ii) If I were a gamer, which I am, then I would read everything in part 1 and the first thing I'd say would be, "That means if no one says it is, then it isn't a conflict! Wow! I could play Trollbabe and never go to the dice!" However, that is actually the one thing not to do. It's why I made all those diagrams in the section about scenes. Given the opening of the scene, the people at the table must make the characters do things, say things, and move around. This must be occurring long before anyone starts talking about conflicts.

Let's take a look at what that is like for the people playing trollbabes. It means that if at any time, someone thinks his or her trollbabe wouldn't like something or would be disadvantaged by something or wants to overcome or change something, that person shouts out "Conflict!" Let me ask you now: if you are playing your trollbabe, and you have gone through the whole process (hair, horns, et cetera), and if you are in fact engaging with a scene by having the trollbabe move through space and talk with people and do things ... then do you think you could stand to have her accept everything she wouldn't like, tolerate every disadvantage, and pass up on overcoming or changing things? This woman? Do that all that way through an adventure?

Let's also look at what that is like for GMs, who don't have the visceral and imaginative fire of a conceived trollbabe in their mind - instead, the GM has the Stakes. That means one or more NPCs, probably more than one, who wants those Stakes and what is more, wants them the way they want them. In the same way I challenged the player above, I will now say that you are the GM, and I challenge you: if the trollbabe does anything assertive, will that very act upset the calculations and desires of one or more NPCs? Do you think you could say "no" to that question throughout a series of scenes, all the way until the end of fhe adventure. (Small but useful side point: This is especially useful for the GM because, although he or she cannot introduce new information, he or she can in fact use information that is unknown to the player.)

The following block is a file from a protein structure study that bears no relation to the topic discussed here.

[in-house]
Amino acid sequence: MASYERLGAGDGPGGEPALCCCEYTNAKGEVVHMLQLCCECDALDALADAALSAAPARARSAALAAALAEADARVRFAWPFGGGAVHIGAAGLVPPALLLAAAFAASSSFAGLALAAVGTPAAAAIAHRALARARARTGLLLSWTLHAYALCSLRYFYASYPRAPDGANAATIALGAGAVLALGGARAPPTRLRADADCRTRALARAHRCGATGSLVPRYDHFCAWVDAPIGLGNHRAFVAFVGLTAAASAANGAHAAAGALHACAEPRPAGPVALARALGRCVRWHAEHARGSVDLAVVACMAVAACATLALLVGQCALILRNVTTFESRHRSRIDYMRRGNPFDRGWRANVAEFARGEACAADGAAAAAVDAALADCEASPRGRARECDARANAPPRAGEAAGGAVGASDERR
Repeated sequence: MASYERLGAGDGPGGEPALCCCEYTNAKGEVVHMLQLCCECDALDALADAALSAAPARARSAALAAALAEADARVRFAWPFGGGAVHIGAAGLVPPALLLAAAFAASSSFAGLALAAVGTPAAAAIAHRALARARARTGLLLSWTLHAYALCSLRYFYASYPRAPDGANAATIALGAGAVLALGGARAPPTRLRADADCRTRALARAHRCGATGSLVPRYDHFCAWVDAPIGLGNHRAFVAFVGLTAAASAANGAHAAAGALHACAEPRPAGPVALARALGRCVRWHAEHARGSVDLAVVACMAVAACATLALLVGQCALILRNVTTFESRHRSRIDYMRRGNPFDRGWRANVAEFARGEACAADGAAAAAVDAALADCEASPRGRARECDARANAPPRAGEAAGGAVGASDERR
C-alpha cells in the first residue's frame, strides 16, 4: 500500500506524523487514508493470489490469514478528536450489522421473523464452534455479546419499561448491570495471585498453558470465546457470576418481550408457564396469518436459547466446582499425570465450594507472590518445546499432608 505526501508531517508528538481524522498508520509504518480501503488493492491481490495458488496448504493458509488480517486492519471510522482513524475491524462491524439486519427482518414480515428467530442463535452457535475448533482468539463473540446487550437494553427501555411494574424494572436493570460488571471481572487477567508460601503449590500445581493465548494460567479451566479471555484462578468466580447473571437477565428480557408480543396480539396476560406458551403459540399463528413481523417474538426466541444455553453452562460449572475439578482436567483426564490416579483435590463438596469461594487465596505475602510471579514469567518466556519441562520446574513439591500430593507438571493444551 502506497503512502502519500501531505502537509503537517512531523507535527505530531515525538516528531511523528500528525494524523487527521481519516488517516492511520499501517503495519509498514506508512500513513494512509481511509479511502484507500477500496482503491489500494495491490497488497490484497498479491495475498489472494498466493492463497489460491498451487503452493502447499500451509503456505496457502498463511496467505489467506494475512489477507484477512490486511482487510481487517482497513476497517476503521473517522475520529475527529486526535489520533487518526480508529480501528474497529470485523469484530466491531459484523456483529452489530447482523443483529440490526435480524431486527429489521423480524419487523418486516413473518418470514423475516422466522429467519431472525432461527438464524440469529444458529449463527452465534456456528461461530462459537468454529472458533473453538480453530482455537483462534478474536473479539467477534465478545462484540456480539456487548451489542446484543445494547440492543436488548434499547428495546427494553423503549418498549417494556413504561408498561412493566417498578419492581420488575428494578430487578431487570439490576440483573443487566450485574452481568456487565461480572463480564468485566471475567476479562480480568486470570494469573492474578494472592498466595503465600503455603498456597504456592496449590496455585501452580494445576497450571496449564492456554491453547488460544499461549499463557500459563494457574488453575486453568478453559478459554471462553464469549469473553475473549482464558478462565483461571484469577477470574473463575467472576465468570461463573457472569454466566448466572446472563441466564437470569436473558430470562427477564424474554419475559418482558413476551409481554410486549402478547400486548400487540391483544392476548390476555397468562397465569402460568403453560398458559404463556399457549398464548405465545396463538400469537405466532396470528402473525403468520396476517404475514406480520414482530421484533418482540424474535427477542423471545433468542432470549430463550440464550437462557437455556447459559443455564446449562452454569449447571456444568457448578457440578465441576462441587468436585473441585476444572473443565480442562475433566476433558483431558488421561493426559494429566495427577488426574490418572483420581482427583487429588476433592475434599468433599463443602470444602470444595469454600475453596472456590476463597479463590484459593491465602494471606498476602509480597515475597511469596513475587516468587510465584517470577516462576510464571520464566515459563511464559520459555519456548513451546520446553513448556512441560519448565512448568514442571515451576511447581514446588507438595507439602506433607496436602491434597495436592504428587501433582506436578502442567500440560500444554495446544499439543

Both of these are directly related to magic because (i) doing it is very, very assertive; and (ii) someone in a location who can do magic is very, very noticeable and relevant to anyone interested in the Stakes.

Magic and Conflicts, part 3: aesthetics

If I were more oriented toward anime and 1990s gaming-fantasy than toward underground comix and Norse sagas, which I'm not, I would also say, "So my Trollbabe can shoot fire from her magic tiara! She can turn 50 meters tall! She can have magic lasers rotating on her head! She can turn into a hippogriff and a Japanese ogre!" None of this is true. And I claim that the rules say it isn't true.

Again, this isn't about setting a dial. You have a very limited, very specific text which provides exactly what everyone at the table may treat as known information. This is the opening piece about trollbabes and the setting material, including the map. Simply treat that as "known information" and use it. Going outside of those parameters is "new information" and the player has no authority to do this. Also, in the section about magical content and monsters for the GM to use when preparing an adventure, the rules are more restrictive than you may realize. The GM is not allowed to create extravagant monsters and magic all over the place as pure Color.

In conclusion

I hope you can see that parts 1-3 above are intended to reinforce one another. 3 supports 2 because the genre enhances and specifies that kinds of conflicts that people will intrinsically spot (and create) in situations. 2 supports 3 because the role-played interactions and the narrated outcomes of conflicts make the setting and genre more vivid and specific for that group. And 2 and 3 together reinforce 1 because one person's every statement becomes a window of opportunity for the other person, and 2 and 3 together create what statements are most likely to do so.

I hope this was a helpful post. Please let me know if you have any questions.

Best, Ron